Digital fluency is different to digital literacy.
Being ‘digitally literate’ means having the skills to make and create meaning, and select the right technologies to do so. Being digitally fluent however, requires the ability to not only select the right technology but also know what to do with the tools, and be able to explain why they work in the way they do and how they might adapt what they do if the context changes.
Here is an example. The tools achieve the same outcomes but the contexts are different.
Yesterday I presented two digital literacy classes. One to a team based in Johannesburg and Pretoria the other to a team based in Paris and Boston. My tool of choice? Zoom. Chosen because of the functionality to present online classes, eg sharing a mobile phone screen for real-time demos.
This morning I have a WhatsApp video call scheduled with someone nearby. Why WhatsApp? Because that is where the individual reached out to me, which dramatically reduces the friction to connect via video. After that I have a Facebook Messenger Group call with a team based just outside of Sydney. Why Messenger? That’s where I was contacted and again a group call in that environment has the least friction. The parties use Messenger and group calls rock on the platform. This afternoon another literacy class with teams in Pretoria and Stellenbosch. Again on Zoom.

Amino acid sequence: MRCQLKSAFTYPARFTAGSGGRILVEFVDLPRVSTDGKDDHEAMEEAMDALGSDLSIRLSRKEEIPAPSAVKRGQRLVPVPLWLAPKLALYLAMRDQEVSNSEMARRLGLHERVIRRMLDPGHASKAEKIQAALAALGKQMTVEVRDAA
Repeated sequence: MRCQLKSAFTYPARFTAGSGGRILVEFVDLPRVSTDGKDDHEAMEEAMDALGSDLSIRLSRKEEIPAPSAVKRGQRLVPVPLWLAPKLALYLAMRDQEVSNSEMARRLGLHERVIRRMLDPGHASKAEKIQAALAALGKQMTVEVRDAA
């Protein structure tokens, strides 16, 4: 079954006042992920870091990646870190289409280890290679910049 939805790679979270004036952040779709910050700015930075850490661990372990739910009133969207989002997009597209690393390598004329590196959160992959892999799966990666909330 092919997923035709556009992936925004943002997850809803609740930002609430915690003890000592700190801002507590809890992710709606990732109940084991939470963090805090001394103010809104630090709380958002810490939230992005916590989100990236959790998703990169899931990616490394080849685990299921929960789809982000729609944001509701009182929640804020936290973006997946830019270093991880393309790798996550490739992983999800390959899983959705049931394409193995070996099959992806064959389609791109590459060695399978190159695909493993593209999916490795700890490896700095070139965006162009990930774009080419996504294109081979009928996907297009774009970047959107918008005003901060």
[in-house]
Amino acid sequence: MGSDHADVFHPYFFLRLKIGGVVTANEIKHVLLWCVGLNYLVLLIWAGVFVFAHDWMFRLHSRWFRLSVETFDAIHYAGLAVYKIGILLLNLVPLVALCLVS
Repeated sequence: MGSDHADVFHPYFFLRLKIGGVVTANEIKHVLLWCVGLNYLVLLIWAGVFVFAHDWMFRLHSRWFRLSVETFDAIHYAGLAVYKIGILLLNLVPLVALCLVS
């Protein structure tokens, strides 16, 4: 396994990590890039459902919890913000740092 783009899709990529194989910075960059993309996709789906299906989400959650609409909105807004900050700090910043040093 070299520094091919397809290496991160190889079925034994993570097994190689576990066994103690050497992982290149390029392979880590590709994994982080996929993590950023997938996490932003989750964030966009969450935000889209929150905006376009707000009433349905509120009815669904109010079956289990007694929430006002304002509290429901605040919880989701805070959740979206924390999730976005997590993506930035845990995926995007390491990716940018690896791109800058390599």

So all the above are video calls but using different platforms based on the context.
Choosing video technology, requires digital literacy. Knowing when to use which platform depending on the context requires digital fluency.